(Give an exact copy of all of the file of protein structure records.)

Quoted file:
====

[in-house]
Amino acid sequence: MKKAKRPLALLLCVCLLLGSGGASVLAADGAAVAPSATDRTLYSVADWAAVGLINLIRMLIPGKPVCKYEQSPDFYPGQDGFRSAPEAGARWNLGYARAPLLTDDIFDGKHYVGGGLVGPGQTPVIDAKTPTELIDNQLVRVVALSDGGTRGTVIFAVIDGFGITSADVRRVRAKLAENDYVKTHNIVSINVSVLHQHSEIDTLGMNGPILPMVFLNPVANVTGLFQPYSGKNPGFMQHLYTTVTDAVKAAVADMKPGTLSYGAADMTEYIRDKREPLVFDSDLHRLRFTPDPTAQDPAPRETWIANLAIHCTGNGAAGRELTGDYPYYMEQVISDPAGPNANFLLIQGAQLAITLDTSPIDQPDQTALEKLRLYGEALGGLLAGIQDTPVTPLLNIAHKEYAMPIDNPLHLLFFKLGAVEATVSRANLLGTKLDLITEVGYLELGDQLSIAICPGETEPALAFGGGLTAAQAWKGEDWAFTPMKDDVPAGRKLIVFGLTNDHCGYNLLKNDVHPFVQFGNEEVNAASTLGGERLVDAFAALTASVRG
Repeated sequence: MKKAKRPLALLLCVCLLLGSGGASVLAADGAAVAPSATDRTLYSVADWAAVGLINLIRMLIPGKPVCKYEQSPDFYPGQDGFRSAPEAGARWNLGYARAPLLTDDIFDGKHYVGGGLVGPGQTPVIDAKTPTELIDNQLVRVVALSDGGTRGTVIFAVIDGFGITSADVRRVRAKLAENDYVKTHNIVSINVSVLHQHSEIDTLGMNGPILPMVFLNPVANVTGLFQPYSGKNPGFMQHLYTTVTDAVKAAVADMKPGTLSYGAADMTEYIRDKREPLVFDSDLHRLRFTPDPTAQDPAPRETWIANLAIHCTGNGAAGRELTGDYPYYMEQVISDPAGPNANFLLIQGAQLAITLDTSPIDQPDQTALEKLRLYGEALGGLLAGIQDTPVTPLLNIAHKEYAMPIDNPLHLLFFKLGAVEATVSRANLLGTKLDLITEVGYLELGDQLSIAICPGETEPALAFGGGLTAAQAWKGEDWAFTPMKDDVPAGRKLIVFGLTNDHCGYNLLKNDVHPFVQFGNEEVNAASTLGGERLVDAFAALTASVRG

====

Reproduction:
[in-house]
Amino acid sequence: MKKAKRPLALLLCVCLLLGSGGASVLAADGAAVAPSATDRTLYSVADWAAVGLINLIRMLIPGKPVCKYEQSPDFYPGQDGFRSAPEAGARWNLGYARAPLLTDDIFDGKHYVGGGLVGPGQTPVIDAKTPTELIDNQLVRVVALSDGGTRGTVIFAVIDGFGITSADVRRVRAKLAENDYVKTHNIVSINVSVLHQHSEIDTLGMNGPILPMVFLNPVANVTGLFQPYSGKNPGFMQHLYTTVTDAVKAAVADMKPGTLSYGAADMTEYIRDKREPLVFDSDLHRLRFTPDPTAQDPAPRETWIANLAIHCTGNGAAGRELTGDYPYYMEQVISDPAGPNANFLLIQGAQLAITLDTSPIDQPDQTALEKLRLYGEALGGLLAGIQDTPVTPLLNIAHKEYAMPIDNPLHLLFFKLGAVEATVSRANLLGTKLDLITEVGYLELGDQLSIAICPGETEPALAFGGGLTAAQAWKGEDWAFTPMKDDVPAGRKLIVFGLTNDHCGYNLLKNDVHPFVQFGNEEVNAASTLGGERLVDAFAALTASVRG
Repeated sequence: MKKAKRPLALLLCVCLLLGSGGASVLAADGAAVAPSATDRTLYSVADWAAVGLINLIRMLIPGKPVCKYEQSPDFYPGQDGFRSAPEAGARWNLGYARAPLLTDDIFDGKHYVGGGLVGPGQTPVIDAKTPTELIDNQLVRVVALSDGGTRGTVIFAVIDGFGITSADVRRVRAKLAENDYVKTHNIVSINVSVLHQHSEIDTLGMNGPILPMVFLNPVANVTGLFQPYSGKNPGFMQHLYTTVTDAVKAAVADMKPGTLSYGAADMTEYIRDKREPLVFDSDLHRLRFTPDPTAQDPAPRETWIANLAIHCTGNGAAGRELTGDYPYYMEQVISDPAGPNANFLLIQGAQLAITLDTSPIDQPDQTALEKLRLYGEALGGLLAGIQDTPVTPLLNIAHKEYAMPIDNPLHLLFFKLGAVEATVSRANLLGTKLDLITEVGYLELGDQLSIAICPGETEPALAFGGGLTAAQAWKGEDWAFTPMKDDVPAGRKLIVFGLTNDHCGYNLLKNDVHPFVQFGNEEVNAASTLGGERLVDAFAALTASVRG